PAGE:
Now, the “rules for level advancement [on] page 58 of the Player’s Handbook” presumably refers to the section entitled Experience and Levels that begins on page 58—and ends on page 59, when the Multiclass Characters section begins (that is, Multiclass Characters is a new section, not a subsection of Experience and Levels, at least going by the heading style). So Dungeon Master’s Guide page 176 is not explicitly directing us to use the rules for multiclass characters, including the XP for Multiclass Characters section on page 60. But it does refer to prestige classes as a “form of multiclassing,” and prestige classes are certainly “classes.” Rules-as-written, barring the line that seems to have originated in the SRD (which is, again, dubious from a RAW primacy perspective), there seems to be little ground to stand on for freeing prestige classes from multiclass XP penalties.

Of course, as poorly-designed as the multiclass XP penalties are in general (Seriously, why is this so taxing? Even just reading the quoted description in Player’s Handbook makes no sense to me), applying them to prestige classes is even worse—no race in the game has a prestige class as a favored class, and you can’t enter a prestige class without multiple levels in something. Unless you play a character has no more than 2 levels in any one class, the XP penalty is inevitable—which seems like the sort of thing that should be mentioned as a major drawback if it was intended. That lack of mention (seriously, nowhere in the book are multiclass XP penalties mentioned) stands out to me as a strong, albeit circumstantial, case for claiming that the authors intended prestige classes to be exempt from multiclass XP penalties. And the line that showed up in the SRD goes a long way towards confirming that.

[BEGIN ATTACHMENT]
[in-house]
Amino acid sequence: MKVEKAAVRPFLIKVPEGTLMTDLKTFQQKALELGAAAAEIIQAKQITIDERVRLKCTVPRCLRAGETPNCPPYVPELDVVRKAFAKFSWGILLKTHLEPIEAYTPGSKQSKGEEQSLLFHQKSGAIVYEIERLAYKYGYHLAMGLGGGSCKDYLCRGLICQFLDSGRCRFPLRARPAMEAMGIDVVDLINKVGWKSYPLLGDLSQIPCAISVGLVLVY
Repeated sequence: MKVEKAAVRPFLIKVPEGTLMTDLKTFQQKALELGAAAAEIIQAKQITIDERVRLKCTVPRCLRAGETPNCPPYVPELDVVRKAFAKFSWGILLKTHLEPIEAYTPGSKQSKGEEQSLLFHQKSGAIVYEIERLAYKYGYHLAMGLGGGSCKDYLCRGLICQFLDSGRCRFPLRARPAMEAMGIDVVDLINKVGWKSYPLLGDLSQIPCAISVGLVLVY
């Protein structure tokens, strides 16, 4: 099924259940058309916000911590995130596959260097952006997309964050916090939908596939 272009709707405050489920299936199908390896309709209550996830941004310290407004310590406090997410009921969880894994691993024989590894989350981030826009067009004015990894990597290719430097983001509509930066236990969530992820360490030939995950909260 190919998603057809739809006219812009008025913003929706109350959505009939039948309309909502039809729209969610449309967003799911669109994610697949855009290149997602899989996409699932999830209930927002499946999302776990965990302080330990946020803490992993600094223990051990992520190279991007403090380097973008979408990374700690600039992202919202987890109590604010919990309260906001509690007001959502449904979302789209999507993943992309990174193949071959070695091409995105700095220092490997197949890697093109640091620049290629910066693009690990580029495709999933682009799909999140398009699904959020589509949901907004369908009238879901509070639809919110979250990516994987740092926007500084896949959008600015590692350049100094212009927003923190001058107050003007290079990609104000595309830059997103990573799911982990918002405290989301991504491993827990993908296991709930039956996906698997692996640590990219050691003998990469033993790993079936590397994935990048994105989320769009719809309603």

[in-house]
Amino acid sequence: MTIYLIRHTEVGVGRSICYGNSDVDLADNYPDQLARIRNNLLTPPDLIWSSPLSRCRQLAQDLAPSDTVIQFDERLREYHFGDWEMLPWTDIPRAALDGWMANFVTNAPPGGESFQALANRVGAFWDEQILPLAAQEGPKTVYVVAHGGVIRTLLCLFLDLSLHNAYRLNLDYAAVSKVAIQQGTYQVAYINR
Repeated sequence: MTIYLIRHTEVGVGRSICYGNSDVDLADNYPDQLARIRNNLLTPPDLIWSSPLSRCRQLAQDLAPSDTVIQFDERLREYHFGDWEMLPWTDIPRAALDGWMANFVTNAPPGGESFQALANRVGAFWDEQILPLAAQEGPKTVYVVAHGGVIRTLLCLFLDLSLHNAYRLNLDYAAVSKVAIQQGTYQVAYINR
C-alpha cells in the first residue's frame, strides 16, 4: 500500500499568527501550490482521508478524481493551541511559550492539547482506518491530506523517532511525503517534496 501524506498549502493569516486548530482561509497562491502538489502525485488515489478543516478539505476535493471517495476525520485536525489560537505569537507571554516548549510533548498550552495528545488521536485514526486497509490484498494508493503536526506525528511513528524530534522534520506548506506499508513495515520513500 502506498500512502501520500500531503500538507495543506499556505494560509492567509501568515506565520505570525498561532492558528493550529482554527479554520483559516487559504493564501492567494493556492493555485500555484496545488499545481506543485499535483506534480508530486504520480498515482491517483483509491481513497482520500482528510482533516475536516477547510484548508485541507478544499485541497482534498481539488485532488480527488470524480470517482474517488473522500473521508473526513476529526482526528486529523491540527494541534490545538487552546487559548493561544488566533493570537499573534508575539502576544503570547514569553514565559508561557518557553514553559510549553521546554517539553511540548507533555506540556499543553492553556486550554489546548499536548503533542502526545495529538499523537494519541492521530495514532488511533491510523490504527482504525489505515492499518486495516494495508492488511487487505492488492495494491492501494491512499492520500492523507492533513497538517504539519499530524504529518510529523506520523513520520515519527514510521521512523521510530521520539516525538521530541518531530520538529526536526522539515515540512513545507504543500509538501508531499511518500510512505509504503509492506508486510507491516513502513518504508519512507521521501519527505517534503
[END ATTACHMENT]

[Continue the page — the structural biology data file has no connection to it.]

Of course, these are the same authors who, presumably, intended the multiclass XP penalty to be applied at all, so, ya know, grain of salt and everything. Their opinion on this subject should be ignored anyway.

  • \$\begingroup\$ (There's a brief FAQ entry on this subject, too, and it sounds like it's originally from a Dragon magazine Sage Advice column.) \$\endgroup\$ Commented Jun 9, 2018 at 16:18
  • \$\begingroup\$ In particular, according to the FAQ, the omission of the relevant line (which appears in the SRD, but not the DMG nor the DMG errata IIRC) is an error, rather than an intentional omission. Thus while the rule doesn't appear in the core rules, the author insists that it was supposed to. \$\endgroup\$ Commented Jun 9, 2018 at 16:36
  • 1
    \$\begingroup\$ The premium edition of the Dungeon Master's Guide (2012) says, "Taking a prestige class does not incur the experience point penalties normally associated with multiclassing" (176). Stealth erratum FTW! (That added text causes the left column's text to extend 1 more line past the arcane archer's foot to accommodate it when compared to the original DMG (2003).) \$\endgroup\$ Commented Jun 9, 2018 at 16:52
  • \$\begingroup\$ @HeyICanChan Good god... All right, will revise this answer next time I take a break from packing. Nice find. \$\endgroup\$
    – KRyan
    Commented Jun 9, 2018 at 16:54